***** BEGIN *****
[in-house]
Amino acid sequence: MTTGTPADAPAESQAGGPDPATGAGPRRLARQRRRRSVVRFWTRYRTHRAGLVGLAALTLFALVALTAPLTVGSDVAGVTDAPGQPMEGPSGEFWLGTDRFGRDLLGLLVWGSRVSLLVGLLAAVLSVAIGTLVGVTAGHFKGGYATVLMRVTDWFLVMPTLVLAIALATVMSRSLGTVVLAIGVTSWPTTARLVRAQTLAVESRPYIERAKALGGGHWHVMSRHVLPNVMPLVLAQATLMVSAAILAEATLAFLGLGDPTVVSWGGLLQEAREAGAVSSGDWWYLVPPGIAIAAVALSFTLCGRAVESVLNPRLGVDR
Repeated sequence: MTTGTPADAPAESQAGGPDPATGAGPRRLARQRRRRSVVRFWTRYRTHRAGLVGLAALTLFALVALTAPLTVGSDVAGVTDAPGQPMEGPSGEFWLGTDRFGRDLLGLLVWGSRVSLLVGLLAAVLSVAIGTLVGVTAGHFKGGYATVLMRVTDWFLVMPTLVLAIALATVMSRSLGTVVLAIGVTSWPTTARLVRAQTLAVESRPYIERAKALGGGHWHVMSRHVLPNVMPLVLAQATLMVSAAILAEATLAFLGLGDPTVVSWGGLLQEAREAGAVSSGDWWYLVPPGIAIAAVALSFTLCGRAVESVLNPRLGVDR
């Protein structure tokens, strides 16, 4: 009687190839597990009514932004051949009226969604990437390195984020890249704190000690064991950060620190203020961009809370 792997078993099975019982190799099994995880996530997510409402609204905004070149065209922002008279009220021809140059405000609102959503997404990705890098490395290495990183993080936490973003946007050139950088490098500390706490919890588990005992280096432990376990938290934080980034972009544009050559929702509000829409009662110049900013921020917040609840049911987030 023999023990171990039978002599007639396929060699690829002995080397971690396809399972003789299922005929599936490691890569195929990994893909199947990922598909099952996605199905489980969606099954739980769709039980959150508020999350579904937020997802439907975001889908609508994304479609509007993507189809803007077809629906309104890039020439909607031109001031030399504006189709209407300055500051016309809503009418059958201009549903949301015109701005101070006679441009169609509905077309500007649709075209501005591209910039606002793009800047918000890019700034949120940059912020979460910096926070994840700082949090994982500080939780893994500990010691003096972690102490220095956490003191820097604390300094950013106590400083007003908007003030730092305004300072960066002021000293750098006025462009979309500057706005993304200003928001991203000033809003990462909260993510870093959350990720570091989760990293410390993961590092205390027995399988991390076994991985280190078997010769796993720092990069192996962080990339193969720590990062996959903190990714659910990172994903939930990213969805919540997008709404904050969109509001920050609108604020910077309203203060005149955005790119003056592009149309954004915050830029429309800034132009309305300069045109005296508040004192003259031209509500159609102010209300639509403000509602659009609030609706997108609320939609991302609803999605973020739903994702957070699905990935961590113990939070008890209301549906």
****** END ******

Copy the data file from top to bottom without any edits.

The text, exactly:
[in-house]
Amino acid sequence: MTTGTPADAPAESQAGGPDPATGAGPRRLARQRRRRSVVRFWTRYRTHRAGLVGLAALTLFALVALTAPLTVGSDVAGVTDAPGQPMEGPSGEFWLGTDRFGRDLLGLLVWGSRVSLLVGLLAAVLSVAIGTLVGVTAGHFKGGYATVLMRVTDWFLVMPTLVLAIALATVMSRSLGTVVLAIGVTSWPTTARLVRAQTLAVESRPYIERAKALGGGHWHVMSRHVLPNVMPLVLAQATLMVSAAILAEATLAFLGLGDPTVVSWGGLLQEAREAGAVSSGDWWYLVPPGIAIAAVALSFTLCGRAVESVLNPRLGVDR
Repeated sequence: MTTGTPADAPAESQAGGPDPATGAGPRRLARQRRRRSVVRFWTRYRTHRAGLVGLAALTLFALVALTAPLTVGSDVAGVTDAPGQPMEGPSGEFWLGTDRFGRDLLGLLVWGSRVSLLVGLLAAVLSVAIGTLVGVTAGHFKGGYATVLMRVTDWFLVMPTLVLAIALATVMSRSLGTVVLAIGVTSWPTTARLVRAQTLAVESRPYIERAKALGGGHWHVMSRHVLPNVMPLVLAQATLMVSAAILAEATLAFLGLGDPTVVSWGGLLQEAREAGAVSSGDWWYLVPPGIAIAAVALSFTLCGRAVESVLNPRLGVDR
């Protein structure tokens, strides 16, 4: 009687190839597990009514932004051949009226969604990437390195984020890249704190000690064991950060620190203020961009809370 792997078993099975019982190799099994995880996530997510409402609204905004070149065209922002008279009220021809140059405000609102959503997404990705890098490395290495990183993080936490973003946007050139950088490098500390706490919890588990005992280096432990376990938290934080980034972009544009050559929702509000829409009662110049900013921020917040609840049911987030 023999023990171990039978002599007639396929060699690829002995080397971690396809399972003789299922005929599936490691890569195929990994893909199947990922598909099952996605199905489980969606099954739980769709039980959150508020999350579904937020997802439907975001889908609508994304479609509007993507189809803007077809629906309104890039020439909607031109001031030399504006189709209407300055500051016309809503009418059958201009549903949301015109701005101070006679441009169609509905077309500007649709075209501005591209910039606002793009800047918000890019700034949120940059912020979460910096926070994840700082949090994982500080939780893994500990010691003096972690102490220095956490003191820097604390300094950013106590400083007003908007003030730092305004300072960066002021000293750098006025462009979309500057706005993304200003928001991203000033809003990462909260993510870093959350990720570091989760990293410390993961590092205390027995399988991390076994991985280190078997010769796993720092990069192996962080990339193969720590990062996959903190990714659910990172994903939930990213969805919540997008709404904050969109509001920050609108604020910077309203203060005149955005790119003056592009149309954004915050830029429309800034132009309305300069045109005296508040004192003259031209509500159609102010209300639509403000509602659009609030609706997108609320939609991302609803999605973020739903994702957070699905990935961590113990939070008890209301549906």